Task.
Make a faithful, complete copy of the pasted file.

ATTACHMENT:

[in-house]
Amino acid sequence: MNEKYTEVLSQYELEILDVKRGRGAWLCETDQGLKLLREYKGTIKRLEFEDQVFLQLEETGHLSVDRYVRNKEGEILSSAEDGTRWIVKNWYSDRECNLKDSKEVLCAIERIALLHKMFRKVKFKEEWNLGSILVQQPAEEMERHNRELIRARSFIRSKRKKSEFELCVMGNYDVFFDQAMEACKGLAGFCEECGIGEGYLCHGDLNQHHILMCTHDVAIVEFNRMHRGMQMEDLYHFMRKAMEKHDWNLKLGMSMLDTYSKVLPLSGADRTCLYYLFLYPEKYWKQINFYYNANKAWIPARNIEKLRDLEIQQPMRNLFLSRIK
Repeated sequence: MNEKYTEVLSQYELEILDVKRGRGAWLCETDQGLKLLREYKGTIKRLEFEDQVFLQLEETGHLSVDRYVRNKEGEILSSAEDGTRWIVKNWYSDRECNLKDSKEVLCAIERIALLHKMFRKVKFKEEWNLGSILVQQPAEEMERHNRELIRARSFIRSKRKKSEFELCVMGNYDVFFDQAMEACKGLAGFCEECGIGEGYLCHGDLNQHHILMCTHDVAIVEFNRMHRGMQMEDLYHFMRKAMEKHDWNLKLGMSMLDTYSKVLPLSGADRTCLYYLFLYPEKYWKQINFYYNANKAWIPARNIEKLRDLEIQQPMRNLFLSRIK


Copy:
[in-house]
Amino acid sequence: MNEKYTEVLSQYELEILDVKRGRGAWLCETDQGLKLLREYKGTIKRLEFEDQVFLQLEETGHLSVDRYVRNKEGEILSSAEDGTRWIVKNWYSDRECNLKDSKEVLCAIERIALLHKMFRKVKFKEEWNLGSILVQQPAEEMERHNRELIRARSFIRSKRKKSEFELCVMGNYDVFFDQAMEACKGLAGFCEECGIGEGYLCHGDLNQHHILMCTHDVAIVEFNRMHRGMQMEDLYHFMRKAMEKHDWNLKLGMSMLDTYSKVLPLSGADRTCLYYLFLYPEKYWKQINFYYNANKAWIPARNIEKLRDLEIQQPMRNLFLSRIK
Repeated sequence: MNEKYTEVLSQYELEILDVKRGRGAWLCETDQGLKLLREYKGTIKRLEFEDQVFLQLEETGHLSVDRYVRNKEGEILSSAEDGTRWIVKNWYSDRECNLKDSKEVLCAIERIALLHKMFRKVKFKEEWNLGSILVQQPAEEMERHNRELIRARSFIRSKRKKSEFELCVMGNYDVFFDQAMEACKGLAGFCEECGIGEGYLCHGDLNQHHILMCTHDVAIVEFNRMHRGMQMEDLYHFMRKAMEKHDWNLKLGMSMLDTYSKVLPLSGADRTCLYYLFLYPEKYWKQINFYYNANKAWIPARNIEKLRDLEIQQPMRNLFLSRIK